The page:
As our analysis in Rickert indicates, the factors identified in Gassler do not form a rigid test. Although the factors may inform a court's inquiry regarding whether allowing the untimely filing of a defendant's postconviction petition is necessary to protect the fairness, integrity, or public reputation of judicial proceedings, courts are not required to examine each Gassler factor in every case asserting the interests-of-justice exception to Minn.Stat. § 590.01, subd. 4(a). Different factors may be dispositive in the unique circumstances of each case. See Rickert, 795 N.W.2d at 242 (expressly discussing only one of the Gassler factors, specifically the degree to which the fault of the petitioning party caused the untimely filing of the petition). Here, the postconviction court, as well as the parties, addressed all the Gassler factors in determining whether allowing the untimely filing of Carlton's postconviction petition is necessary to protect the integrity of judicial proceedings. Consequently, a discussion of each factor is appropriate under the facts of this case.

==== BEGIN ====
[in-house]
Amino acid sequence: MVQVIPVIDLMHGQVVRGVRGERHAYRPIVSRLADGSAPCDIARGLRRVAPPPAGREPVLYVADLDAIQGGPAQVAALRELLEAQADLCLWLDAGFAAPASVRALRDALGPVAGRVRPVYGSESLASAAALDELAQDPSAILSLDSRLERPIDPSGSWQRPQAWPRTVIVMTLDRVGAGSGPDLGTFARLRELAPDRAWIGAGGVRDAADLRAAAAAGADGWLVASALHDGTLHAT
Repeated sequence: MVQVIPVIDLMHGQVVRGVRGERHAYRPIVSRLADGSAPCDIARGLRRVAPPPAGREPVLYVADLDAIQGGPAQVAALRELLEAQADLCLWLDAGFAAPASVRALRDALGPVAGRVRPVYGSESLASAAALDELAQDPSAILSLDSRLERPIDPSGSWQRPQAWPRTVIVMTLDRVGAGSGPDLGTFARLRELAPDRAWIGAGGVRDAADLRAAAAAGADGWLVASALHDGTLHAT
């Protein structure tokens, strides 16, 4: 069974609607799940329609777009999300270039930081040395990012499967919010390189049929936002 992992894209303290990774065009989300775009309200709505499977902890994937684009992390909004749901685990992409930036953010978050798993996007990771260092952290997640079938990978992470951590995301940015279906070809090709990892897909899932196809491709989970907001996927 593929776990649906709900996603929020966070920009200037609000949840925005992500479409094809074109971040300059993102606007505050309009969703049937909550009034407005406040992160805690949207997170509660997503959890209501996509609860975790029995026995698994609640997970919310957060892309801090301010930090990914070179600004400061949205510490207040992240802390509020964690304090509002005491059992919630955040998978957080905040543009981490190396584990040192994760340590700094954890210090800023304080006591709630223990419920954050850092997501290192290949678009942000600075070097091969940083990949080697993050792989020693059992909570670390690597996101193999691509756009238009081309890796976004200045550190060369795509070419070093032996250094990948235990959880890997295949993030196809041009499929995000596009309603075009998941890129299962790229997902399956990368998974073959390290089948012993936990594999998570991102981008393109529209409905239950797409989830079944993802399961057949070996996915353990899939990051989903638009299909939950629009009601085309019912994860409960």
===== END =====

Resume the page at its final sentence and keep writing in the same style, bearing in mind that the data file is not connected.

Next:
With respect to the first factor, Carlton argues that his claims are meritorious and that we should review them because he was convicted of first-degree murder and he has not had appellate review of his conviction. In essence, Carlton argues that it is always in the interests of justice to review a petition from a person convicted of first-degree murder who has not had appellate review. But we cannot rewrite subdivision 4(b) in the postconviction statute to provide an additional exception to the 2–year time limit in subdivision 4(a) for those convicted of first-degree murder whose convictions were not reviewed on direct appeal. See Laase v. 2007 Chevrolet Tahoe, 776 N.W.2d 431, 438–40 (Minn.2009) (noting that “[w]e cannot rewrite a statute under the guise of statutory interpretation” because “it is the role of the legislature, not the courts, to rewrite [a] statute to provide greater protection”); see also Phelps v. Commonwealth Land Title Ins. Co., 537 N.W.2d 271, 274 (Minn.1995) (declining to read into a statute “restrictions or guidelines that the legislature has not included”). And even if we were to conclude that there is substantive merit to Carlton's claims, that does not necessarily lead to the conclusion that it serves the interests of justice to set aside the time limit in subdivision 4(a). See Gassler, 787 N.W.2d at 587 (determining that there was substantive merit to Gassler's claims, but nevertheless concluding that it was not in the interests of justice to set aside the time limit in subdivision 4(a)). As in Gassler, consideration of the other factors confirms that the interests of justice do not require us to set aside the time limit in Minn.Stat. § 590.01, subd. 4(a).